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Earth Week: Giant group of octopus moms discovered in the deep sea

We know more about the surface of the moon than we do about the bottom of the ocean. The seafloor is an alien landscape, with crushing pressures, near-total darkness and fluids wafting from cracks in the Earth's crust. It's also home to weird animals that scientists are only just getting to know. Now, two deep-sea expeditions have revealed a giant group of octopuses and their eggs in a place where they shouldn't be able to survive. Nearly two miles deep in the Pacific Ocean and 100 miles off the coast of Costa Rica, scientists on two oceanographic cruises used subsea vehicles to explore the Dorado Outcrop, a rocky patch of seafloor formed of cooled and hardened lava from an underwater volcano. Geochemists explored the outcrop in a submersible, hoping to collect samples of the warm fluids that emerge from cracks in the rocks. They didn't count on finding dozens of octopuses huddled around those openings. The octopuses are an unknown species of the genus Muusoctopus -- pink, dinner-plate-sized creatures with enormous eyes. Up to 100 of them occupied every available rock in the area.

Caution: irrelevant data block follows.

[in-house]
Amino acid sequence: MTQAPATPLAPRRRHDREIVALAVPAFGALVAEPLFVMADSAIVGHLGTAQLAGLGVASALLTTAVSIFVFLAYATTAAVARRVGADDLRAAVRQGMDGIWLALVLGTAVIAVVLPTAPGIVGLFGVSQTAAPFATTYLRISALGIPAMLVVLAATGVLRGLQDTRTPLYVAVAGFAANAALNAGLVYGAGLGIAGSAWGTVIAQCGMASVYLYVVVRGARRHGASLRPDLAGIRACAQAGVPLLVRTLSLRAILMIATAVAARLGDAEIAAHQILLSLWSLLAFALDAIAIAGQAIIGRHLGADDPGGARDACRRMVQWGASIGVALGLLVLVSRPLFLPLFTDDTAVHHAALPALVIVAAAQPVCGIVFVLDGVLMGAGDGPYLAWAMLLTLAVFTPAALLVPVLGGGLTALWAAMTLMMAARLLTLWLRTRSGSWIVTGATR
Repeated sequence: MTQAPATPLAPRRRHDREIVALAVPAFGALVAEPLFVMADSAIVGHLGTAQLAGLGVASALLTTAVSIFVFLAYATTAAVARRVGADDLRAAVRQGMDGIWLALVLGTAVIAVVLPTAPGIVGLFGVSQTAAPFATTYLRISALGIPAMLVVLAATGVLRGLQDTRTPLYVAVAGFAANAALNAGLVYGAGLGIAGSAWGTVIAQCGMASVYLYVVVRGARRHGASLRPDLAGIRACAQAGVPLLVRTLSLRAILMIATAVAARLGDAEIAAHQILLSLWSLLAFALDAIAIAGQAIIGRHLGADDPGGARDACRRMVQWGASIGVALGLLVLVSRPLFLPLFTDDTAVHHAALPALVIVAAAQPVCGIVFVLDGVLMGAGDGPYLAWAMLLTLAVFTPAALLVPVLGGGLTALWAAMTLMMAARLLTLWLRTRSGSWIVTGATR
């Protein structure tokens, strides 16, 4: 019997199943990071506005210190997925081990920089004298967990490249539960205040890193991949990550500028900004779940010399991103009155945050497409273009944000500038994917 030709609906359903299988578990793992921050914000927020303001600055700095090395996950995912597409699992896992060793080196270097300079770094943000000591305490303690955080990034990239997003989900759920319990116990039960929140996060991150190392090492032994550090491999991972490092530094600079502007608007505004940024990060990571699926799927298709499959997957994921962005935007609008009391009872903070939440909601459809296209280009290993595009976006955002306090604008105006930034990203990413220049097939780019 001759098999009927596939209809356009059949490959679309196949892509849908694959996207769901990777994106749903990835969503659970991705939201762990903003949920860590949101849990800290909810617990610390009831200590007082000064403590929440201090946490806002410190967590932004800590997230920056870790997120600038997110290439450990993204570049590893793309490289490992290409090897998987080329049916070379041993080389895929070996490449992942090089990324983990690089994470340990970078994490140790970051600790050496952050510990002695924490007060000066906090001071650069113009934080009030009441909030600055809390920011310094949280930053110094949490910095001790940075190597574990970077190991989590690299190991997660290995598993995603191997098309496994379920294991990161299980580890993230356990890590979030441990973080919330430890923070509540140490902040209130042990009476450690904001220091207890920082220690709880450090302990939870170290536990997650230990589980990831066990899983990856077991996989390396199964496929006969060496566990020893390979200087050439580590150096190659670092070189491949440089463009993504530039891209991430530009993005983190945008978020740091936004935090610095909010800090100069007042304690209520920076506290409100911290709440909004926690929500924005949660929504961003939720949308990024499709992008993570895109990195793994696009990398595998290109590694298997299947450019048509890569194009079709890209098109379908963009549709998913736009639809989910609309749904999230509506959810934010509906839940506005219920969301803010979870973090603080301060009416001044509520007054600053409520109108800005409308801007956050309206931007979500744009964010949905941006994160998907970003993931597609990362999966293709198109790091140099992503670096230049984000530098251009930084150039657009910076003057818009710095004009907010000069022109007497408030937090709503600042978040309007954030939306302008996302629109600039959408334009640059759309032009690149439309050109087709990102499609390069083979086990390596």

Visit Website | Image credit: Phil Torres and Geoff Wheat